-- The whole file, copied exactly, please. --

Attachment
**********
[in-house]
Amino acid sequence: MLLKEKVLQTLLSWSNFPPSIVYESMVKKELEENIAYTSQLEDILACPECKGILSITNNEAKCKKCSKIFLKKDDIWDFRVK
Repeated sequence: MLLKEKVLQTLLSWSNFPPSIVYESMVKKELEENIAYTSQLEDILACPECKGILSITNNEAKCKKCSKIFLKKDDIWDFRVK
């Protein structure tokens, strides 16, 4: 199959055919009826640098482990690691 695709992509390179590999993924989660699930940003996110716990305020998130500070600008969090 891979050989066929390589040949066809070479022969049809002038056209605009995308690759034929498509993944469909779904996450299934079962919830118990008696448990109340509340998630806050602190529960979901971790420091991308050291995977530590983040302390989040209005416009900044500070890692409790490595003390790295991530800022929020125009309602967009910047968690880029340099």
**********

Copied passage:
[in-house]
Amino acid sequence: MLLKEKVLQTLLSWSNFPPSIVYESMVKKELEENIAYTSQLEDILACPECKGILSITNNEAKCKKCSKIFLKKDDIWDFRVK
Repeated sequence: MLLKEKVLQTLLSWSNFPPSIVYESMVKKELEENIAYTSQLEDILACPECKGILSITNNEAKCKKCSKIFLKKDDIWDFRVK
């Protein structure tokens, strides 16, 4: 199959055919009826640098482990690691 695709992509390179590999993924989660699930940003996110716990305020998130500070600008969090 891979050989066929390589040949066809070479022969049809002038056209605009995308690759034929498509993944469909779904996450299934079962919830118990008696448990109340509340998630806050602190529960979901971790420091991308050291995977530590983040302390989040209005416009900044500070890692409790490595003390790295991530800022929020125009309602967009910047968690880029340099």